I think the way grammatical gender and gender inequality relate is an
interesting topic, but this debate will get off-topic and technical
quite quickly. Nevertheless, I gave it a stab in my inline replies
below, along with hopefully a more useful observation.
On 12/28/11 8:08 PM, Theo10011 wrote:
Incidentally, the person credited for popularizing for
male-centric usage, is Anne fisher, an 18th-century British
schoolmistress, and one of the first woman to write an English grammar
This is not entirely relevant (though quite fascinating). There is no
single definition of feminism, and its meaning is especially dependent
on cultural mores of their time and place. You might call Boudica,
Elizabeth I, or Abigail Adams feminists, but that doesn't mean they
necessarily even supported most of what we'd call women's rights. I see
where you are coming from, but I could just as easily point out that
Martin Luther King referred to his own race as "Negro" if I wanted to
defend its modern usage.
On 12/28/11 8:07 PM, Ryan Kaldari wrote:
Yes, the traditional usage has been predominantly
masculine, but in
modern usage, "they" is the dominant form. See my reply at
This is also not entirely relevant. Manuals of style *prescribe* usages
in formal language, rather than describing common usages. Some of the
things you can find in the English Wikipedia's manual of style are
actually quite uncommon in everyday writing, but still sound policy.
On Thu, Dec 29, 2011 at 6:06 AM, Ryan Kaldari
<rkaldari(a)wikimedia.org <mailto:email@example.com>> wrote:
I responded to the inquiry and replaced all the gendered
issue with singular they. On a related note, I'm very
learn that the Chicago Manual of Style (which provided the
basis for the
original Wikipedia Manual of Style) has stopped recommending
the use of
singular they. As the use of singular they has been steadily
since the 1960s (Pauwels 2003), it is curious that the Chicago
would be moving backwards. I have to wonder if there was some
political pressure involved. On a positive note, the 2011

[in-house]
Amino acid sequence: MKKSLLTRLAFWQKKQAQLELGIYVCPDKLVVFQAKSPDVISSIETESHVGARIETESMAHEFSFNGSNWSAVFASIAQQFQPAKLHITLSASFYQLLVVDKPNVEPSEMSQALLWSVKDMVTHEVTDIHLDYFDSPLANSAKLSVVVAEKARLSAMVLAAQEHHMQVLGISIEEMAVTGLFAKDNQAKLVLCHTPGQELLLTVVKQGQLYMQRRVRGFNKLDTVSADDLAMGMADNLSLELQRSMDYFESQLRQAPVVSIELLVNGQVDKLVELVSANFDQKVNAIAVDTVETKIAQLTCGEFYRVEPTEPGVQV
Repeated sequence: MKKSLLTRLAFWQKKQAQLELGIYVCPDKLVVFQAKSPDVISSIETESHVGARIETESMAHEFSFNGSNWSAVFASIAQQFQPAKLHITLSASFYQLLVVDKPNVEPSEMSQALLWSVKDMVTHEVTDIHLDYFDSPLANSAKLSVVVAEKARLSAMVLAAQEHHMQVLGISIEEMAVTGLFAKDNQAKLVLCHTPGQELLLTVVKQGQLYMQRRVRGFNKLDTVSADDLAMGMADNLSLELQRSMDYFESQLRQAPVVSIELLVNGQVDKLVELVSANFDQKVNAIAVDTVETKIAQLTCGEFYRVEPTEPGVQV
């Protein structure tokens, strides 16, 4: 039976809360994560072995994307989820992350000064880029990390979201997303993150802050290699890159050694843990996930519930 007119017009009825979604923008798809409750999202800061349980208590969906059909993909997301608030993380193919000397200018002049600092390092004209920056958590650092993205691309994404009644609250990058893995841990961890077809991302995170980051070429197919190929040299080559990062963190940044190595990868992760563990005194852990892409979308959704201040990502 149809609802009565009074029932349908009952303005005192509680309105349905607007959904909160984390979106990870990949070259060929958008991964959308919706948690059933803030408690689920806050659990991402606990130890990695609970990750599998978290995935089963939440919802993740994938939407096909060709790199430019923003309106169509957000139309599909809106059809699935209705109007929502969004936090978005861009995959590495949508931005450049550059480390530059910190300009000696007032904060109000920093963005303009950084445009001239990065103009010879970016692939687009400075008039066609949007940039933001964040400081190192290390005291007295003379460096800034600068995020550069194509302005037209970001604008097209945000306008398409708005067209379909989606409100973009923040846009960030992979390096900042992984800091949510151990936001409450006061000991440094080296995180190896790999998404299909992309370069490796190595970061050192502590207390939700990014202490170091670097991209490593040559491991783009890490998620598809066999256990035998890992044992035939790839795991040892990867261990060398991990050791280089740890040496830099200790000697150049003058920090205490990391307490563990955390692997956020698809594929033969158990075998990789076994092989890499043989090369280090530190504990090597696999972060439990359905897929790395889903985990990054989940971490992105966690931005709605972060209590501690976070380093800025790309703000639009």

edition of the
New International Version Bible now uses singular they.
I don't think it was political in the sense you are imagining. They have
a page in their FAQ about the issue:
Briefly, the singular "they" was only ever endorsed in one edition,
after which they changed their mind. Chicago does not disapprove of the
singular "they"; rather, they essentially describe the controversy and
refrain from taking a strong stance. The reason is pretty obvious: the
singular "they" is justifiable for several reasons, but it can't really
be justified on modern grammatical grounds---which is problematic since
grammar tends to be somewhat important when it comes to formal writing.
On Thu, Dec 29, 2011 at 6:20 AM, Theo10011
And I defended the reverting editor.
I'm sure Dominic can correct me if I'm wrong on this one.
Since you asked... I kind of agree more with Theo here. I think the
stance which most Wikipedians, including feminists, would agree to would
be to adhere to the original author's language---like we do with
regional spellings---with respect to singular "they" or "he or she",
to frown upon stylistic changes from one or the other solely due to an
editor's preference (and certainly to always frown upon a generic "he").
Let's step back, though. To me, the more important issue here is that a
new, possibly female, editor made an innocuous change in good faith and
was reverted and branded a vandal. Whatever we think about the
grammatical debate, it was not vandalism, and he or she (or they!) are a
potential new editor we may have scared away. Our response should not
simply be to forget about that and start a discussion about arcane
policy, as if that's the solution. For example, I think you may have
even given the impression to the new editor that the revert was
justified because she didn't use the singular "they" (your "fix"),
Ryan(!). Looking at the reverter's talk page history, this seems to be a
pattern. We'll do more to make this project a more welcoming place to
women and everyone else by addressing such antisocial and unwelcoming
behavior than we will by debating between "he or she" or "she and he"
and the singular they---both of which, it should be mentioned, are
relatively gender neutral when compared to the generic "he" alternative.